What I wasn’t expecting though (although it perhaps should have been obvious), was the number of people who said that their dads now read or tell the same stories to their grandchildren, or didn’t read to them but do now read to the grandkids. And of course there are those of us (myself included) who now read their children the books that their dads read them. There is clearly a strong and vital legacy of the ongoing cycle of dads reading, and passing on that sense of safety and security to the next generation. The photo above is my dad doing just that for my kids last spring. What more compelling reason could there be for all you dads out there to read to your kids at bedtime tonight!

Which books do you remember your dads reading to you? And dads – do you read to your children now?


On reading favourite childhood books to your children

Since the day my children first drew breath I have been waiting to read them my favourite childhood books. No, really. Patience is not a virtue I possess. It was fun with the picture books – The Tiger Who Came to Tea, Where the Wild Things Are, Mog, The Hungry Caterpillar and the rest. But as we move through each phase of literacy and development and get closer to the big-hitters, I can hardly contain my excitement.

As you might have gathered if you read this blog regularly, books from my childhood and young adulthood are hugely important to me and who I am. Certain books have influenced my values and choices, formed some of my most influential memories, contributed to the person I’ve become. I love the idea of my kids getting older so I can introduce them to the authors who meant the most to me.

On the other hand there’s a real anxiety. What if they don’t like the books I loved, or don’t get them, or find them dated, or simply aren’t interested? Books can be pivotal in forming relationships – love the one I couldn’t live without and I love you. Love the one I threw across the room in disgust and our friendship is doomed. If my daughter felt no affection for Pippi Longstocking would this lessen our bond?

Well, we’ve done Pippi Longstocking and thankfully they loved it (despite my hasty editing out of some of the shockingly racist language). Roald Dahl is a guaranteed hit and luckily they appreciated my absolute favourite, Danny the Champion of the World (“Why are you crying?” my son asked in awe as I choked through the last line of the final chapter). We’ve done Gobbolino the Witch’s Cat (a lot wordier than I remember), and the little-known (but much loved by me) The Tale of Holly and Ivy which had my daughter transfixed. And now I’ve finally taken the plunge with The Lion, the Witch and the Wardrobe.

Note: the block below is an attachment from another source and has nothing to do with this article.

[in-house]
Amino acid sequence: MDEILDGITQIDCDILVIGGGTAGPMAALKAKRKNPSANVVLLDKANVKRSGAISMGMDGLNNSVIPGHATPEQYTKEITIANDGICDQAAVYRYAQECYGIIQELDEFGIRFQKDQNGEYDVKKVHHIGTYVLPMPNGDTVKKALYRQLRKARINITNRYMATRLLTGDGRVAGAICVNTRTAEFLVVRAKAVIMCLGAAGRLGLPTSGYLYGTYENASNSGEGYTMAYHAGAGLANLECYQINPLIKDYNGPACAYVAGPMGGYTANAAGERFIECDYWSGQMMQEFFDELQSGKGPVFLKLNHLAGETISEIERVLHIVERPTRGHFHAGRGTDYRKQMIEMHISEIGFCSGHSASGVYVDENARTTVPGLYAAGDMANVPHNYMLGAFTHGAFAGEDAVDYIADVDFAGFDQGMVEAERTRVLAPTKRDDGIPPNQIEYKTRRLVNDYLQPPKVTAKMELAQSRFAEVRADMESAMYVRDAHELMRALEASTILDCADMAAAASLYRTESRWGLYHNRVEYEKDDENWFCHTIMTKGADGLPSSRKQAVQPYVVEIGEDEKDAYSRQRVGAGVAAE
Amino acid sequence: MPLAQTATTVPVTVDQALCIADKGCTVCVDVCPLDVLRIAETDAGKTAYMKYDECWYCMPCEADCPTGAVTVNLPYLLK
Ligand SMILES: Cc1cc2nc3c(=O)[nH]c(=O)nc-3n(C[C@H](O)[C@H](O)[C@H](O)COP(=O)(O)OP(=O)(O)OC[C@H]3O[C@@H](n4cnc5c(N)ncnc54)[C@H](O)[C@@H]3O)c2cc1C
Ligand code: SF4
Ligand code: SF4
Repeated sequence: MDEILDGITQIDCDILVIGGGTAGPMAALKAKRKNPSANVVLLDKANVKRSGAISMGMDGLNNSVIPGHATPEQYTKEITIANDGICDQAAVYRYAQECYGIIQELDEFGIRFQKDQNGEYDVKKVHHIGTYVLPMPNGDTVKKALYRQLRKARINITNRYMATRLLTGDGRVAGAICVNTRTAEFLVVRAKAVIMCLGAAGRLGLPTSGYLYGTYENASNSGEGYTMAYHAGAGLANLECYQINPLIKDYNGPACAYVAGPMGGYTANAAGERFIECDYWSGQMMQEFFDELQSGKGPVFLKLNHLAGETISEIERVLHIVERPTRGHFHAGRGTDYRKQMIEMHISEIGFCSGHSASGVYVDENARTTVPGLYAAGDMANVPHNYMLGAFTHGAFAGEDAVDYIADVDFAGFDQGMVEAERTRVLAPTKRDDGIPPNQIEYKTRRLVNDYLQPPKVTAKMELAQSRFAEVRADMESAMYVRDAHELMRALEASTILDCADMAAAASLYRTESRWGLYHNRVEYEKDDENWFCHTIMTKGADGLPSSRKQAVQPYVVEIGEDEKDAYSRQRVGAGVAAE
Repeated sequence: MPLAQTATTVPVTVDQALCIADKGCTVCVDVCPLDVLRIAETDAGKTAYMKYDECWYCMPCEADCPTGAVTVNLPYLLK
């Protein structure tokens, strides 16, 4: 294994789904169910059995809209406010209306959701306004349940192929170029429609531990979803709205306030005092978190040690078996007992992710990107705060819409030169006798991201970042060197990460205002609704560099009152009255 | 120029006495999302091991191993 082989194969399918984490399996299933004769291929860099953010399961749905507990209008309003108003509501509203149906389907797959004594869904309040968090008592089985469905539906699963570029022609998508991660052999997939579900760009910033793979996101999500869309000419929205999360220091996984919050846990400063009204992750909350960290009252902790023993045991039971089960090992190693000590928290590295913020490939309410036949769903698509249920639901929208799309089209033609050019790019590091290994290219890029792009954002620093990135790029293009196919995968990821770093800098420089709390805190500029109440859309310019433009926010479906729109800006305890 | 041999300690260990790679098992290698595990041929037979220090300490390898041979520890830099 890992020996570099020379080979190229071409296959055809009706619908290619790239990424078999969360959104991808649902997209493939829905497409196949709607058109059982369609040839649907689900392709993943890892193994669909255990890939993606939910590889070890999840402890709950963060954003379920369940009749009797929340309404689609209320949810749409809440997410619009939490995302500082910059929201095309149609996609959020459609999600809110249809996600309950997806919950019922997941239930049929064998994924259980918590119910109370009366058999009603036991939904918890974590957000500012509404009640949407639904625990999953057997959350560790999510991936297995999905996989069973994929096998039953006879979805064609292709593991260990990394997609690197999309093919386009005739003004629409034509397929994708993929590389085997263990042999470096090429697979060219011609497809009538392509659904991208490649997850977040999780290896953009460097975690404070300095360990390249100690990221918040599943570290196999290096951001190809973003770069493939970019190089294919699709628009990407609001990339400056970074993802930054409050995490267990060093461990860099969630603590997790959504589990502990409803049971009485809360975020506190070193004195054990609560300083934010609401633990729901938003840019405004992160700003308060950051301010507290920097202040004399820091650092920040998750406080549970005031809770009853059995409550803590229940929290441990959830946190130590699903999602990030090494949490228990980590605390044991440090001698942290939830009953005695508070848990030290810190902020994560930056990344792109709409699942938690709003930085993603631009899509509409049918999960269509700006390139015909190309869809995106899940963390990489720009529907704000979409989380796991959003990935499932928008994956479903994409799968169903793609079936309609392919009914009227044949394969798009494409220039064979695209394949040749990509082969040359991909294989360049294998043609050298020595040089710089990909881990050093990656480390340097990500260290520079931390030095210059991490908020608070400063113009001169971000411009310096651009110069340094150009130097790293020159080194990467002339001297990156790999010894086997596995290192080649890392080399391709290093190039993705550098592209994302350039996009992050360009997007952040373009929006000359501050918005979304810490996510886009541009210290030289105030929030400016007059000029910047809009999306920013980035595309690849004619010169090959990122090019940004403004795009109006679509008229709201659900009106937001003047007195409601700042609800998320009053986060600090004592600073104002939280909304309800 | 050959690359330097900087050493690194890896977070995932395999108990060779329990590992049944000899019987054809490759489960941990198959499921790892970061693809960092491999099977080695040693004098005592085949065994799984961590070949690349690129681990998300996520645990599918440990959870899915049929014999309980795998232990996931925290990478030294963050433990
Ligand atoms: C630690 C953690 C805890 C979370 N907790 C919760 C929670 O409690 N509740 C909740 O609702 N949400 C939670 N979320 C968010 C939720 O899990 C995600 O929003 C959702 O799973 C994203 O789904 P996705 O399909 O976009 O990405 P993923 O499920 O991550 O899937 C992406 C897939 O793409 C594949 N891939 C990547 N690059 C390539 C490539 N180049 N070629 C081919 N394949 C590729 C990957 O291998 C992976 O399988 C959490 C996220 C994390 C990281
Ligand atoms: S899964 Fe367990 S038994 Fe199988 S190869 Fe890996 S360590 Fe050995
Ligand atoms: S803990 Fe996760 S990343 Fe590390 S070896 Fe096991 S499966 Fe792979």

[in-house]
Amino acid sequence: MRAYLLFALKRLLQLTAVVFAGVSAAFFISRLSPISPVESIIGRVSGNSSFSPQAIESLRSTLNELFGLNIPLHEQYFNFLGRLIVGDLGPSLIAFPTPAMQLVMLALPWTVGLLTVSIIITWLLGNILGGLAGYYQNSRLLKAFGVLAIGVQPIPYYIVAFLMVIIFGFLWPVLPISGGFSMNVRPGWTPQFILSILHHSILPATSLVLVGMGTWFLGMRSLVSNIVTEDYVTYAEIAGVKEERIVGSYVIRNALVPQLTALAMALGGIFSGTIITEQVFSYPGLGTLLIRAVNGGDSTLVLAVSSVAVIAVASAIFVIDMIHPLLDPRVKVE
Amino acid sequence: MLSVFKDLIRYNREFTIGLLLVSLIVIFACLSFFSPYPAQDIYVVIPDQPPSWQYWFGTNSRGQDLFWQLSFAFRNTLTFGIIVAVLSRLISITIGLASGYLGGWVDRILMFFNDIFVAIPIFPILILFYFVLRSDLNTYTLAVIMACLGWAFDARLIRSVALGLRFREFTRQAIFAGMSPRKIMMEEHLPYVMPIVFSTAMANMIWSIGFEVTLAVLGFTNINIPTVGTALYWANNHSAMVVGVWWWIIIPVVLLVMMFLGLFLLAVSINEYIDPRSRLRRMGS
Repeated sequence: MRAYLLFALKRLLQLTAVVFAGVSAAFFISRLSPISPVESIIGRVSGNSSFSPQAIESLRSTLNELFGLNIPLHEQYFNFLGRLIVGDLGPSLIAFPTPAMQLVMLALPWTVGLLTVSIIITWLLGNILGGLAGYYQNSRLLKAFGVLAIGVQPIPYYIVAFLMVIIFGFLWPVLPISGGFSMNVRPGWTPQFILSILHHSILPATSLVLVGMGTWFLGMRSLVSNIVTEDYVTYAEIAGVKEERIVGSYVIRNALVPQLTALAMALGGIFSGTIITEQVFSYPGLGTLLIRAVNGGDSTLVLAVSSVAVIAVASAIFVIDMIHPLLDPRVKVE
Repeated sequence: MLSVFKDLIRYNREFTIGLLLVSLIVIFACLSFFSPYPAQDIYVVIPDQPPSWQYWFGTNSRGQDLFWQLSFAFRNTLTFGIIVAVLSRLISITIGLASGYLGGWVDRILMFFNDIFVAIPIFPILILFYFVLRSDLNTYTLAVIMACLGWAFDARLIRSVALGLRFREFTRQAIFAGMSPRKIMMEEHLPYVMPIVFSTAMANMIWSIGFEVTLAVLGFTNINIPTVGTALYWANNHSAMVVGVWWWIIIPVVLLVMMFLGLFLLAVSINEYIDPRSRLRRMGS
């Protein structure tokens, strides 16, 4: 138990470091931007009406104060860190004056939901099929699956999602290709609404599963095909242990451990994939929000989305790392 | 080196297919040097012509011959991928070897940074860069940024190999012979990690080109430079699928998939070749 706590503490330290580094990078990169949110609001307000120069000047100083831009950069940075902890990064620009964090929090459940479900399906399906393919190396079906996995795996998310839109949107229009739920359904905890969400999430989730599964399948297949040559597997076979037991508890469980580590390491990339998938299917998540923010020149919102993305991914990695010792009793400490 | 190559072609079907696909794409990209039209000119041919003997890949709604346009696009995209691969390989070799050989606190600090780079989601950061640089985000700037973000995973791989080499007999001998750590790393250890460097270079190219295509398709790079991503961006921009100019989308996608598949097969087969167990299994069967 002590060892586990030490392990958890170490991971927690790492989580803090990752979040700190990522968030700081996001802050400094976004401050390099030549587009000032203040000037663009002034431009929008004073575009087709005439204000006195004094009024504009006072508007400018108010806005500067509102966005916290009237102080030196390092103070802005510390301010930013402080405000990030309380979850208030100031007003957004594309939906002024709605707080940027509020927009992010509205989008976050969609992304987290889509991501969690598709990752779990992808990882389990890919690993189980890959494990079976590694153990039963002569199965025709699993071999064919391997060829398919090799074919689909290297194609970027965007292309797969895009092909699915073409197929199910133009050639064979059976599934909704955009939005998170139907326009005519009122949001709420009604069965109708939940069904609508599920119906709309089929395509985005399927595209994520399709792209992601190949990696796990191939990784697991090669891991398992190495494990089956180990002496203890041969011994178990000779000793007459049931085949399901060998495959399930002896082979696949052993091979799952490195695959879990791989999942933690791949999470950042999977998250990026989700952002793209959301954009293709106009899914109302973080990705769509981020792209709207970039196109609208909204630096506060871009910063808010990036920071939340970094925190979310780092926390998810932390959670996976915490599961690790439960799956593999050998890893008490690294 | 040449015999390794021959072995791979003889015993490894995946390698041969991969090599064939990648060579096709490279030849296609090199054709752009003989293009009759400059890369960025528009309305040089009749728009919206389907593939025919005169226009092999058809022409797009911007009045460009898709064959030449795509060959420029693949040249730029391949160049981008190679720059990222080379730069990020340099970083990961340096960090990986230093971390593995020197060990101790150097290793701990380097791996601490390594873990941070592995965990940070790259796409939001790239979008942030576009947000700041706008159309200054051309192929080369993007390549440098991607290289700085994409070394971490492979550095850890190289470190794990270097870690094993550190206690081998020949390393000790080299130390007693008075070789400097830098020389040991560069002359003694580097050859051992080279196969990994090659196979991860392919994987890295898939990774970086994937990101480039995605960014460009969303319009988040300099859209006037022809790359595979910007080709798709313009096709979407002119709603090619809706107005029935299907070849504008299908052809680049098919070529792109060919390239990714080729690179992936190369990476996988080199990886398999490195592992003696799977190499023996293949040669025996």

Yes, I know it’s not the first one in the series. Yes, I know The Magician’s Nephew is possibly better. But they’re only 6 and 4, and I’m honestly not sure they’d get all the nuances of the first book. It’s also quite frightening in places – Jadis with her bare arms and giant stature standing amid the ruins of a dead city terrified me 35 years ago. And anyway, this is the order in which I read them and it never did me any harm. It probably made me appreciate both books more, in fact – The Magician’s Nephew is almost like a prequel to the more famous Lion.

So I started the tale of Peter, Susan, Edmund and Lucy at bedtime this evening, with, I’ll admit, some trepidation. The kids listened, they asked lots of questions about fauns, and about dryads, and about who would be next to go into the wardrobe. They were very specific about the children’s ages, and who had been my favourite when I was a little girl (Lucy, obviously). Strangely they didn’t ask what was meant by ‘Daughter of Eve’, so we’ll save that piece of theology for another day (I’d better brush up, as there’ll be plenty more as we proceed through). But most importantly they wanted another chapter, and when I kissed my son goodnight I noticed him eyeing up the wardrobe in the corner of his bedroom with a curiosity I’d not seen before….

Anyone out there read old favourites to their kids? How did they (and you) react?